Bid & Hammer returns after five years with online auction, to lead with Husain’s horses


NEW DELHI, Nov 7:Horses have been a recurrent motif in Maqbool Fida Husain’s expansive oeuvre, sometimes representing power and passion and other times symbolising vitality and self-renewal.

Not surprising then that one of Husain’s iconic horse paintings—a couple of white horses on grey canvas – created in 1977 leads Bangalore-based auction house Bid and Hammer’s comeback sale after five years.

The ‘Traditional, Modern and Contemporary Indian Art’ online auction, which also features works by Francis Newton Souza, Ram Kumar, Bharat Thakur and a series of Tanjore paintings among many others, is being held on Thursday and Friday.

Acquired from the collection of a family in Hyderabad, Husain’s acrylic on canvas work is rare in its use of the thick impasto (a layered painting technique).

“It was created in 1977, when he was at the peak of his prowess. Thick impasto is a very rare occurrence in Husain’s work…it is not that easily available,” Bid & Hammer director Ankush Dadha told PTI.

With the majestic horses’ heads thrown back and mouths open in a silent neigh, the painting emanates a sense of absolute power.

It is estimated at Rs 1-1.5 crore, which Dadha said was “kind of reasonable” for a Husain.

Bid & Hammer’s last auction, ‘Significant Indian Art’ sale in 2014, got mired in controversy following allegations of counterfeits in the collection.

“Competitors tried creating that controversy and we took them to task…we took them to court and we have won several of the cases. Some are pending, and on the verge of finishing,” Dadha said.

The auction house also took this break to launch the B&H shop—their online store for affordable art and collectibles, developing their mobile application, and focusing on private treaty sales, that is, helping transact art that didn’t work in auctions between sellers and buyers without being in the public glare.

The sale also boasts of Souza’s rare ink and charcoal works. The untitled portraits of a lady and a gentleman were created in the 1950s, the sketches for which feature in the artist’s book “Words & Lines” published in 1959.

“The medium by itself is rare,” Dadha said, adding that the works were acquired by the collector from Souza at the behest of Husain.

Souza’s jute illustrations are estimated at Rs 20-40 lakh.

Another member of the Bombay Progressive Movement featuring in the sale is Ram Kumar. A 2006 cityscape from Kumar’s Varanasi series is striking in its colour scheme of magnificent greens and blues that make up the horizon, below which in muddy white is the urban architecture.

“This work is comparable to what he did in the 60s and 70s. Sometimes when you age you go back and rediscover your basics. It’s like a flash… it happens to everyone in their lives,” Dadha said.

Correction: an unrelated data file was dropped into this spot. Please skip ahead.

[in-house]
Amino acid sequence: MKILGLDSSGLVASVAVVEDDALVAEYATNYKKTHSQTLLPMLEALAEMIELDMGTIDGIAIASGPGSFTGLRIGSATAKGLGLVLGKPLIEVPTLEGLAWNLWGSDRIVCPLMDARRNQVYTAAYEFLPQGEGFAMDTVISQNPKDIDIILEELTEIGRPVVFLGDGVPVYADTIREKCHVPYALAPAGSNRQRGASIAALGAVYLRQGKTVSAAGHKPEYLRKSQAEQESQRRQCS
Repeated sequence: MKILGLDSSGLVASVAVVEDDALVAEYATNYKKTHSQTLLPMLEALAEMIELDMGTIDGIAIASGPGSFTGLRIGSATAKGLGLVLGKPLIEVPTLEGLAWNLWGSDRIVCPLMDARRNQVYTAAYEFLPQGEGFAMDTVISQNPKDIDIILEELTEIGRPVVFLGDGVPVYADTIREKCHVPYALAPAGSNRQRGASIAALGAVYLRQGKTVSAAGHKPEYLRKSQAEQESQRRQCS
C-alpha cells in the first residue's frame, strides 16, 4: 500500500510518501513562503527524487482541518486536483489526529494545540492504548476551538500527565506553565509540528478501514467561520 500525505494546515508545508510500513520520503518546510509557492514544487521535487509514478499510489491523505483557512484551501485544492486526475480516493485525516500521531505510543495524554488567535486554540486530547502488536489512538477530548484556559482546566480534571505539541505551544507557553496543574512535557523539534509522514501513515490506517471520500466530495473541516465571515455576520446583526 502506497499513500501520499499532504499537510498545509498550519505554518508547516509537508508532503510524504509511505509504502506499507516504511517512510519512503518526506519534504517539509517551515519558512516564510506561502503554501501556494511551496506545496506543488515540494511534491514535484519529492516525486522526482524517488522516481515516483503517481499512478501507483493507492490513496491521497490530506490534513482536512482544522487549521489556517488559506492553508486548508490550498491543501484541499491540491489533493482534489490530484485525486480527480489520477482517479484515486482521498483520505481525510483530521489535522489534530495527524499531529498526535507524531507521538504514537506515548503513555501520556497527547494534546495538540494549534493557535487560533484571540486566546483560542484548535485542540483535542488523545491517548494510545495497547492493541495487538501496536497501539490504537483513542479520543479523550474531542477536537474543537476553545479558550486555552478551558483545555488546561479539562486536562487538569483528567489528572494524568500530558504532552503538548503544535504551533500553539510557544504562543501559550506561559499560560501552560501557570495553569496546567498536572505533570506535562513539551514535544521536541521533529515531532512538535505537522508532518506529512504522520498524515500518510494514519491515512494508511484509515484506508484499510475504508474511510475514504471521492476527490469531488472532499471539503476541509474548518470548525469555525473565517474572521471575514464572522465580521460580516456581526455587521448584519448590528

The work is expected to fetch Rs 30-50 lakh.

A close observation of the collection reveals the strong presence of religious figures.

There’s an oil-on-board portrait of Portuguese Saint Gonsalo Garcia, attributed to Raja Ravi Varma. Believed to be one of the first saints in India, he lived in the 1700s and was of half Konkan descent from his mother’s side, which is why he is revered by Malayali Christians.

“The work is unsigned, so in all probability it was done by Ravi Varma, so we have attributed it to him. That is why the price points are much lesser that what Ravi Varma would be for these days,” Dadha said.

There is also a series of Tanjore paintings featuring Hindu gods Ganesha, Shiva, and Hanuman, as well as paintings of goddesses Durga and Kali among others.

A Company School painting, a school of art that flourished with the advent of the British in India, depicting a street scene at the time, also captures the spirit of secularism.

To the side is what is ostensibly a church, implying a strong Christian presence. Also seen is a Brahmin man and a child, as well as a few apparently Muslim youths who approach them with open and friendly expressions, showcasing a confluence of cultures that the Indian society has always upheld.

The watercolour work is estimated at Rs 1.5-2 lakh.

“We realised that (the auction portrayed the secularism in India) while we were putting it together, as the works kept coming in,” Dadha said.

Among the contemporary works that stand out in the collection are two abstract paintings by Bharat Thakur, who has used the medium of acrylic in many layers of washes, to reveal what seems like a face.

The paintings are estimated at Rs 8-10 lakh.

Other artists whose works are featured in the sale include Ramkinkar Baij, Baren Basu, Manjit Bawa, N S Bendre, G R Iranna, S G Vasudev, Rakha Rao, Jamini Roy, Laxman Pai, and K K Hebbar. (PTI)